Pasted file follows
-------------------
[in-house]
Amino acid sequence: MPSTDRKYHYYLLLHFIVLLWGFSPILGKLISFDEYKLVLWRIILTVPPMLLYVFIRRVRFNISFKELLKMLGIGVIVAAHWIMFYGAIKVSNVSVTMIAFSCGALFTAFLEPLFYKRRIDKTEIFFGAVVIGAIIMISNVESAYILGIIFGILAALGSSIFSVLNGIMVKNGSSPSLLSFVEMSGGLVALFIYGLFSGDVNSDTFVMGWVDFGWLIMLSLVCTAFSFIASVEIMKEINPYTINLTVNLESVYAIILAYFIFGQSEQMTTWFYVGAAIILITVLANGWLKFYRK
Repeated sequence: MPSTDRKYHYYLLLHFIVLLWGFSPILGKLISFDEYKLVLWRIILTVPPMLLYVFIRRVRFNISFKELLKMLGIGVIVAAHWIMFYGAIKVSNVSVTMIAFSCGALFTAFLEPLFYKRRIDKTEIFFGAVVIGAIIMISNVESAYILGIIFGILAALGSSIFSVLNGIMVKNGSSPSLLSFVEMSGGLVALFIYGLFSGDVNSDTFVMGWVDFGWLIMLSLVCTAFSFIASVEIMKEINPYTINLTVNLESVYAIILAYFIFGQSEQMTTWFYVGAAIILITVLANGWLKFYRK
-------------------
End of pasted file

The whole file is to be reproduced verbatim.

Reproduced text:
[in-house]
Amino acid sequence: MPSTDRKYHYYLLLHFIVLLWGFSPILGKLISFDEYKLVLWRIILTVPPMLLYVFIRRVRFNISFKELLKMLGIGVIVAAHWIMFYGAIKVSNVSVTMIAFSCGALFTAFLEPLFYKRRIDKTEIFFGAVVIGAIIMISNVESAYILGIIFGILAALGSSIFSVLNGIMVKNGSSPSLLSFVEMSGGLVALFIYGLFSGDVNSDTFVMGWVDFGWLIMLSLVCTAFSFIASVEIMKEINPYTINLTVNLESVYAIILAYFIFGQSEQMTTWFYVGAAIILITVLANGWLKFYRK
Repeated sequence: MPSTDRKYHYYLLLHFIVLLWGFSPILGKLISFDEYKLVLWRIILTVPPMLLYVFIRRVRFNISFKELLKMLGIGVIVAAHWIMFYGAIKVSNVSVTMIAFSCGALFTAFLEPLFYKRRIDKTEIFFGAVVIGAIIMISNVESAYILGIIFGILAALGSSIFSVLNGIMVKNGSSPSLLSFVEMSGGLVALFIYGLFSGDVNSDTFVMGWVDFGWLIMLSLVCTAFSFIASVEIMKEINPYTINLTVNLESVYAIILAYFIFGQSEQMTTWFYVGAAIILITVLANGWLKFYRK